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I'm trying to create a query using cypher that will "Find" missing ingredients that a chef might have, My graph is set up like so:


(ingredient) would have a key/value of name="dye colors". (ingredient_value) could have a key/value of value="red" and "is part of" the (ingredient, name="dye colors").


I'm using this query to get all the ingredients, but not their actual values, that a recipe requires, but I would like the return only the ingredients that the chef does not have, instead of all the ingredients each recipe requires. I tried


but this returned nothing.

Is this something that can be accomplished by cypher/neo4j or is this something that is best handled by returning all ingredients and sorted through them myself?

Bonus: Also is there a way to use cypher to match all values that a chef has to all values that a recipe requires. So far I've only returned all partial matches that are returned by a chef-[:has_value]->ingredient_value<-[:requires_value]-recipe and aggregating the results myself.

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up vote 67 down vote accepted

Using cypher for checking if relationship doesn't exist:

MATCH source-[r?:someType]-target
WHERE r is null
RETURN source

The ? mark makes the relationship optional.


In neo4j 2 do:

OPTIONAL MATCH source-[r:someType]-target
WHERE r is null
RETURN source

Now you can check for non-existing (null) relationship.

Good day.

Update 01/10/2013:

Came across this in the Neo4j 2.0 reference:

Try not to use optional relationships. Above all,

don’t use them like this:

MATCH a-[r?:LOVES]->() WHERE r IS NULL where you just make sure that they don’t exist.

Instead do this like so:


Good day.

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In Neo4j 2.0, use OPTIONAL MATCH to match optional relationships, i.e the first example would look like OPTIONAL MATCH (source)-[r:someType]-(target) RETURN source, r – boggle Feb 23 '14 at 11:55
I am trying to have a labeled node in WHERE NOT, it does not work. Like: MATCH a WHERE NOT (a)-[:LOVES]->(Stranger), in this 'Stranger' is a node label. I am using neo4j version 2.1.2 – Krishna Shetty Sep 12 '14 at 11:35
Could you change this answer to reflect the update? – jsc123 Apr 25 '15 at 14:59
Which update would that be? @jsc123 – Gil Stal Apr 26 '15 at 8:16
Nevermind, I understand why you'd want to show the progression to reach this answer: MATCH a WHERE NOT (a)-[:LOVES]->() – jsc123 Apr 26 '15 at 13:30

For fetching nodes with not any relationship

This is the good option to check relationship is exist or not

MATCH (player)-[r:played]->()
    RETURN player

You can also check multiple conditions for this It will return all nodes, which not having "played" Or "notPlayed" Relationship.

MATCH (player) 
 WHERE NOT (player)-[:played|notPlayed]->()
 RETURN player

To fetch nodes which not having any realtionship

MATCH (player) 
WHERE NOT (player)-[r]-()
RETURN player

It will check node not having any incoming/outgoing relationship.

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I completed this task using gremlin. I did


g.idx('Chef')[[name:'chef1']].as('chef') .out('has_ingredient').as('alreadyHas').aggregate(x).back('chef') .out('has_value').as('values') .in('requires_value').as('recipes') .out('requires_ingredient').as('ingredients').except(x).path()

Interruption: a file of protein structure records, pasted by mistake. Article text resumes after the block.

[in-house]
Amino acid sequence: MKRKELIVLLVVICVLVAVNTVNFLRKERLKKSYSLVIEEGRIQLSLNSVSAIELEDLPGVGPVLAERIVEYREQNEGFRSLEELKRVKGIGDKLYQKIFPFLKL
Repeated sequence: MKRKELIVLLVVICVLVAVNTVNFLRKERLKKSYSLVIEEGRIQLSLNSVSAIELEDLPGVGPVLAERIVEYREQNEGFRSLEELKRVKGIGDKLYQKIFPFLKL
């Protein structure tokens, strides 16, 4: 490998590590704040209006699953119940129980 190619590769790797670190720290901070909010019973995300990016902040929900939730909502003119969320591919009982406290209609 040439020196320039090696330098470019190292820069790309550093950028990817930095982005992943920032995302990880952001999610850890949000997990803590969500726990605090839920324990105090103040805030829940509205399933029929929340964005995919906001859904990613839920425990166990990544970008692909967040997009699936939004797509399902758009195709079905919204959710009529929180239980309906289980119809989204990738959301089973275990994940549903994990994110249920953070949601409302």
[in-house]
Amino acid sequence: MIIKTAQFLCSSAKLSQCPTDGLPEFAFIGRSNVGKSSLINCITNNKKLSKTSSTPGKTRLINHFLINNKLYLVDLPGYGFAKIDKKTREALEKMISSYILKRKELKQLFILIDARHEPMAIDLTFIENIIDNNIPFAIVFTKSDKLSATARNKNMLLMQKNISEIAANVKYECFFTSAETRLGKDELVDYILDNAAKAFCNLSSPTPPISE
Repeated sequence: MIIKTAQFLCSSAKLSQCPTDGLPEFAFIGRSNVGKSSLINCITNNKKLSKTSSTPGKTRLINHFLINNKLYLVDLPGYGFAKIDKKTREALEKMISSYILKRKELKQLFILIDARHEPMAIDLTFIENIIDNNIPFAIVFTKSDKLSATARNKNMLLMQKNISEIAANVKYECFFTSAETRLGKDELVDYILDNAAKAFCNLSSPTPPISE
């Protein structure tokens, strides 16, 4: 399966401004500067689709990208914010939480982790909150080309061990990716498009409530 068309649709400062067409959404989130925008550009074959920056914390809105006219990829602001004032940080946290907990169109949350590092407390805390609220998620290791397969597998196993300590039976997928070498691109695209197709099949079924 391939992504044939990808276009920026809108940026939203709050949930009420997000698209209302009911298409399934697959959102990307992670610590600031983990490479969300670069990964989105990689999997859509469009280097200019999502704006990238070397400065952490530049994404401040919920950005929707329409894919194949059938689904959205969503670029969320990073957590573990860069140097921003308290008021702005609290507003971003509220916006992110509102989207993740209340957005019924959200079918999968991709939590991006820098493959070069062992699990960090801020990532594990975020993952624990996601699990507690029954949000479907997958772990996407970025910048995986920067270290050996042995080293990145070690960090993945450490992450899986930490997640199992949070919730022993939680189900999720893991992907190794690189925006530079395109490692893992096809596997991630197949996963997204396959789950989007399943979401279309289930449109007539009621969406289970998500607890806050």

This returned the paths of all the missing ingredients. I was unable to formulate this in the cypher language, at least for version 1.7.

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I wrote a gist showing how this can be done quite naturally using Cypher 2.0

The key point is to use optional match to available ingredients and then compare to filter for missing (null) ingredients or ingredients with the wrong value.

Note that the notion is declarative and doesn't need to describe an algorithm, you just write down what you need.

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As of neo4j 2.2.1, you can use OPTIONAL MATCH clause and filter the unmatched nodes which will be NULL.

It is also important to use WITH clause between the OPTIONAL MATCH and WHERE clauses, so that WHERE behaves like a filter instead of a part of the match pattern.

Assuming we have 2 types of nodes: Person and Communication. If I want to get all Persons which have never communicated by the telephone, but may have communicated other ways, I would make this query:

MATCH (p: Person) 
OPTIONAL MATCH p--(c: Communication) 
WHERE c.way = 'telephone'
WITH p, c 

Note that the first WHERE clause behaves just like a part of the match.


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The last query should be:

START chef = node(..)
MATCH (chef)-[:has_value]->(ingredient_value)<-[:requires_value]-(recipe)-[:requires_ingredient]->(ingredient)
WHERE (ingredient)<-[:has_ingredient]-chef
RETURN ingredient

This pattern: (ingredient)<-[:has_ingredient*0..0]-chef

Is the reason it didn't return anything. *0..0 means that the length of the relationships must be zero, which means that ingredient and chef must be the same node, which they are not.

Makes sense?

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Yes, but it does not return the desired ingredient. It returns what the chef already has in common with the recipe, I want to find out the difference. – Nicholas Jun 9 '12 at 16:21

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